As you can see this was heavy lifting for our fellow dairymen who serve on the PRB. They handled the issues with seriousness. They clearly understood the great responsibility they have been given and we should be grateful to them for their service. The Department staff should also be commended as well as Deputy Secretary Jim Houston. Secretary Ross committed herself and the Department to the policy of self-determination for California’s dairy farmers in choosing the best path forward for our industry. This is a once in a lifetime decision point with huge consequences, many of which are unknowable. Preserving the value of quota is a priority. CDFA recognized that and has done a great job of giving us the tools to make a potentially better future possible. The PRB recognized the valuable contribution of CDFA by unanimously passing motion at the end of the meeting, thanking Secretary Ross and the department staff for all that they have done to make this opportunity possible.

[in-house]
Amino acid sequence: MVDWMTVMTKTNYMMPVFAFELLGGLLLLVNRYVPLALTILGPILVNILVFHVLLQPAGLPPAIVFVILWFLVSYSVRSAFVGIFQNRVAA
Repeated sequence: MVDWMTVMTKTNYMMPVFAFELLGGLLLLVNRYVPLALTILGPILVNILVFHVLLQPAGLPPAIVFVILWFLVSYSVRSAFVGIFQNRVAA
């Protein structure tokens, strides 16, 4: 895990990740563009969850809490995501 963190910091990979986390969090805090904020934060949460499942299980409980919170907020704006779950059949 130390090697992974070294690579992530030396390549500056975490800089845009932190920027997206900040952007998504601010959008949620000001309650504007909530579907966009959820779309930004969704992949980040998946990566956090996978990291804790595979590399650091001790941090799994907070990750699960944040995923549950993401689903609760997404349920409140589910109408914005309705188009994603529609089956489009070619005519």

The next and hopefully last PRB meeting on this issue will be held in late July or early August of this year